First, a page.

Definition of pub in English:

pub

noun

British
  • 1A tavern or bar.

    • ‘He was drinking in a local pub and spoke to his wife on the phone for an hour.’
    • ‘The Rovers Return, being a soap opera pub, has seen its fair share of fisticuffs and flouncing out.’
    • ‘Just about every pub displays a sign or notice advising women to keep an eye on their drinks.’
    • ‘At least the hordes of waitresses in white ensure you can exit this simple pub relatively fast.’
    • ‘Locals at Swindon's Famous Ale House liked the pub so much, they decided to run it themselves.’
    • ‘His wife Jill took him back to hospital after the Christmas break and the pair then went out for a drink to a local pub.’
    • ‘It was a bit of a rough looking pub on first impressions, but there weren't that many people in there drinking.’
    • ‘The court heard the pair had been drinking in various pubs during the evening and had been on amicable terms.’
    • ‘A traditional country pub, it has a stream full of large trout that meanders through its gardens.’
    • ‘He goes to pubs, drinks pints of beer and watches football.’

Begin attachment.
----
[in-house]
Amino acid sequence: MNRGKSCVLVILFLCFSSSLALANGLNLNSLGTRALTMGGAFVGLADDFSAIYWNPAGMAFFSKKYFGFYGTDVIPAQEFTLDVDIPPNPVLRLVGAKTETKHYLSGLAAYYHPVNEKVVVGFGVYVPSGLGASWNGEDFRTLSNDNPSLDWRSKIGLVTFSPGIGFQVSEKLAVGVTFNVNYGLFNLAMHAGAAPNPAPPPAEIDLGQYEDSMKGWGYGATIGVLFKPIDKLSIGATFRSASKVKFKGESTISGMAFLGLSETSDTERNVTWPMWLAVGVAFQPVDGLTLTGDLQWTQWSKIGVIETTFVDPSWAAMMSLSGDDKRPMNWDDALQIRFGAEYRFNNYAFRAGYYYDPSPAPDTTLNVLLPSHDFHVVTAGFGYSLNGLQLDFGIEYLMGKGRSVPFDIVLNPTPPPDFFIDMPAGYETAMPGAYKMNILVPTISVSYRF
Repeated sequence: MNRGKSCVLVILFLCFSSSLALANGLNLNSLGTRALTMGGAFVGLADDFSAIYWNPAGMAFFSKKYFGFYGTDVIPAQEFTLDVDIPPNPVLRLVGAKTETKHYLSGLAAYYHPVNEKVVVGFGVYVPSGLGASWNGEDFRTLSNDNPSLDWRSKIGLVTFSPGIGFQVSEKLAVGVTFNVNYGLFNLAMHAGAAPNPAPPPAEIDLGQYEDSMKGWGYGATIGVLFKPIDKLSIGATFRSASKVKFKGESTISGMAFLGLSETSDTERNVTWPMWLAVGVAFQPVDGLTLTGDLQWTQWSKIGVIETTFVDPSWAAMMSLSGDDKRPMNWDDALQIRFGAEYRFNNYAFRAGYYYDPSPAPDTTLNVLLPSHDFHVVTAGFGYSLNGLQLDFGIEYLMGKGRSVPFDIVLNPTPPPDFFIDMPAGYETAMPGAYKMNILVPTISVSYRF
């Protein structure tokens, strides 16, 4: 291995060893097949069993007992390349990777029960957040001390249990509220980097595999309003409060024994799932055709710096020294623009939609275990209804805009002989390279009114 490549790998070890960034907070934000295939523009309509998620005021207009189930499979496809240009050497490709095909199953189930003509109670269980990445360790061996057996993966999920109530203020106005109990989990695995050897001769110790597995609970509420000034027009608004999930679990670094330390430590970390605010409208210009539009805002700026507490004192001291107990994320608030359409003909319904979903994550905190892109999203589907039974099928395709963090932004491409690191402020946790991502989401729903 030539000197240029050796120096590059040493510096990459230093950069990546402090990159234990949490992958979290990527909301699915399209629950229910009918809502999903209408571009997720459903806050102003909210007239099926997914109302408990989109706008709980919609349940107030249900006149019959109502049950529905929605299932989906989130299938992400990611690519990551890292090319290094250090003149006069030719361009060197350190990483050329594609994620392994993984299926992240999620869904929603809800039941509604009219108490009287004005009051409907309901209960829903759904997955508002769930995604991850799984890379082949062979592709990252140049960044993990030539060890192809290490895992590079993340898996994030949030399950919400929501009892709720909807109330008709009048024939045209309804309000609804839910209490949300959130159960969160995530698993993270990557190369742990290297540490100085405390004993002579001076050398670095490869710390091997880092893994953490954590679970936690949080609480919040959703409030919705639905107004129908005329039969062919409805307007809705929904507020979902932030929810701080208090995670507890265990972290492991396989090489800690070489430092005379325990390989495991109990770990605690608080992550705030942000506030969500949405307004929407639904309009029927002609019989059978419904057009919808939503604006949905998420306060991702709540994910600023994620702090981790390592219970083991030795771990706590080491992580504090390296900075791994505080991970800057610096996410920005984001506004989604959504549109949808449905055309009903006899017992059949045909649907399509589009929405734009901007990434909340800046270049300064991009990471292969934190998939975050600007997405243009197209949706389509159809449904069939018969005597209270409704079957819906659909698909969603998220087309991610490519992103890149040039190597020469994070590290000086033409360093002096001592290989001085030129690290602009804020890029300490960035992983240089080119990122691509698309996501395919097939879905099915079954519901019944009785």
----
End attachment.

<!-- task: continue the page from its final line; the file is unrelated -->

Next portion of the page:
• ‘Woke up slowly and ambled down in the pouring rain to the pub for lunch and beers with various people.’
    • ‘As I picked it up, I regretted it: he was in a local pub, drunk as usual, wanted to come round.’
    • ‘More than enough to hold a conversation with a self-appointed expert in any pub, I think.’
    • ‘Enjoy a few drinks at your local pub, and keep a look out for quiz nights and local bands.’
    • ‘However, this pub has moved with the times and a smoking area is located upstairs.’
    • ‘We had to wait for her to finish her classes, so we went and had a drink in the local pub.’
    • ‘The couple went for a walk on the beach to take in their win before heading to their local pub for a calming drink.’
    • ‘In the commercial section, Canal Tavern won first prize for best pub or restaurant floral display.’
    • ‘The lists of names hanging on the walls of the bar indicates a level of popularity any pub would be proud of.’
    • ‘A pleasant looking pub, inside and out, the Crown is close to the crossroads in the centre of the village.’
    • ‘We ended up in a very nice pub called The Phoenix, just off the King's Road.’
    • ‘From now on, only on premises with designated places such as pubs with beer gardens will people be allowed to drink outside.’
    • ‘The closure of the Victoria means that the village high street now only has one other pub, The Woolpack.’
    • ‘All restaurants, pubs and bars serving food will be smoke free.’
    • ‘Officers stress the new rules would not affect people enjoying a drink outside pubs or bars.’
    • ‘But this English pub has many more delights to offer besides its barbecue feasts.’
    • ‘Over the years, I have probably visited the Lord Roberts more than any other pub in Nottingham.’
    • ‘They go out, drink several pints of beer in the pub and dive into the late night takeaway for a kebab on the way home.’
    • ‘Problem customers can face bans from every pub involved in the scheme, potentially for a whole year.’